The U.S. administration of President Joe Biden said Tuesday it will host with South Korea and other countries a second "Summit for Democracy" in late March to promote democratic values over the authoritarianism of countries such as Russia and China.
The first such summit was held in December last year in virtual format, with Taiwan's invitation fueling tensions between the United States and China as Beijing views the self-ruled democratic island as its own territory.
The invitees in the upcoming two-day summit from March 29 have not yet been made available, with world leaders expected to gather in a virtual format followed by hybrid gatherings in each country with representatives from the government, civil society and the private sector, according to the White House.
Transparent and accountable governance remain the best way to deliver lasting prosperity and peace, a joint statement by the five countries to host the event, which also include Costa Rica, the Netherlands and Zambia, said.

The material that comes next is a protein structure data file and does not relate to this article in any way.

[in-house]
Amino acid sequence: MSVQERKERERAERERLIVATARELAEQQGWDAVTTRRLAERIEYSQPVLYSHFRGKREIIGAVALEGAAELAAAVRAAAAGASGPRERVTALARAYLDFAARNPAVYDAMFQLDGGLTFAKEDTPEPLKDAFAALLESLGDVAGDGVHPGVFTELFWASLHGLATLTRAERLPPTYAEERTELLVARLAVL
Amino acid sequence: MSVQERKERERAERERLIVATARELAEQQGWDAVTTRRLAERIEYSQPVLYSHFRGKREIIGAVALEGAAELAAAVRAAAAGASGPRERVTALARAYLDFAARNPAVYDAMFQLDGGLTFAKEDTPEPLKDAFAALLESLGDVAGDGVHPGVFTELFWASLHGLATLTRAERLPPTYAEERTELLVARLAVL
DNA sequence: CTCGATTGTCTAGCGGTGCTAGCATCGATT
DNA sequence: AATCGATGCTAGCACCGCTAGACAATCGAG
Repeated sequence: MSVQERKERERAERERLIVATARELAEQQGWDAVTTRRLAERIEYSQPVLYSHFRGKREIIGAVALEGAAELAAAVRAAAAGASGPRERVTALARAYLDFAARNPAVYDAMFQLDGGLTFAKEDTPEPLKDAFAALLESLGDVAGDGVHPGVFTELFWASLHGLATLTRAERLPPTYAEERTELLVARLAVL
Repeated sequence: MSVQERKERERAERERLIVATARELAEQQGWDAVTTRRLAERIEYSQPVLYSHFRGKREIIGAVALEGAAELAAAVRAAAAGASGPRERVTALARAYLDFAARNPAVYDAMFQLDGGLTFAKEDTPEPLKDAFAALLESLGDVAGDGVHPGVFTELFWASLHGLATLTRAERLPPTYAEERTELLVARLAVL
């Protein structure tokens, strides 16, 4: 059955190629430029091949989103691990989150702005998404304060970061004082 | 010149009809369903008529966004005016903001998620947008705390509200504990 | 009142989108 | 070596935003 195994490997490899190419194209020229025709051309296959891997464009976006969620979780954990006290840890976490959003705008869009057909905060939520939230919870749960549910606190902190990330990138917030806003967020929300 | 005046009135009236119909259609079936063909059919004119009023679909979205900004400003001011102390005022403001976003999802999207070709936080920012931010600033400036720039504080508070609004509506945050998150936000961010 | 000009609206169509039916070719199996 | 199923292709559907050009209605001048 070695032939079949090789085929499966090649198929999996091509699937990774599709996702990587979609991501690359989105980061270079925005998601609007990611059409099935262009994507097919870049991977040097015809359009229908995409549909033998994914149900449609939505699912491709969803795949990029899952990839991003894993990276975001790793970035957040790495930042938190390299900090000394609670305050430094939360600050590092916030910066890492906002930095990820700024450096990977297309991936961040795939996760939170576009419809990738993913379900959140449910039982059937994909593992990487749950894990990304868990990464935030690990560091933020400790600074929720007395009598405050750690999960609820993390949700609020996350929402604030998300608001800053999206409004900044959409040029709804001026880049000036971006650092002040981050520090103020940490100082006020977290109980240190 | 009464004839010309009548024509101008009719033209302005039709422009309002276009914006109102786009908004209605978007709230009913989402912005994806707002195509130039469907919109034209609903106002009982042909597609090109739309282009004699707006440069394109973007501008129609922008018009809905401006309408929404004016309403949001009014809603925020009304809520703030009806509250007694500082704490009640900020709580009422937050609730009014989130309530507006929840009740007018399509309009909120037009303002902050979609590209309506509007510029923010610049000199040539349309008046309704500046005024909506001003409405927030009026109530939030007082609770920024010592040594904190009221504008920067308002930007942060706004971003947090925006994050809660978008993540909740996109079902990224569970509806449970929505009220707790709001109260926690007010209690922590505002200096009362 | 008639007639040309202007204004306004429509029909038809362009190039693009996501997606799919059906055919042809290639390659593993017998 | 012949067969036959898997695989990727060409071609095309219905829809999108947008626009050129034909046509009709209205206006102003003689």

The regionally diverse group of co-hosts "underscores that democratic values are both a shared global aspiration and a shared global responsibility," White House Press Secretary Karine Jean-Pierre told reporters.
During the summit, the participants will "showcase progress" on commitments made at the first summit and "reaffirm the vitality of the democratic model and collective action to meet the unprecedented challenges of our time," she also said.
To promote democracy, the Biden administration said it has been supporting free and independent media, engaging in anti-corruption efforts, including targeting Russian oligarchs benefiting from Moscow's war on Ukraine, and advancing an open and secure internet and free and fair elections.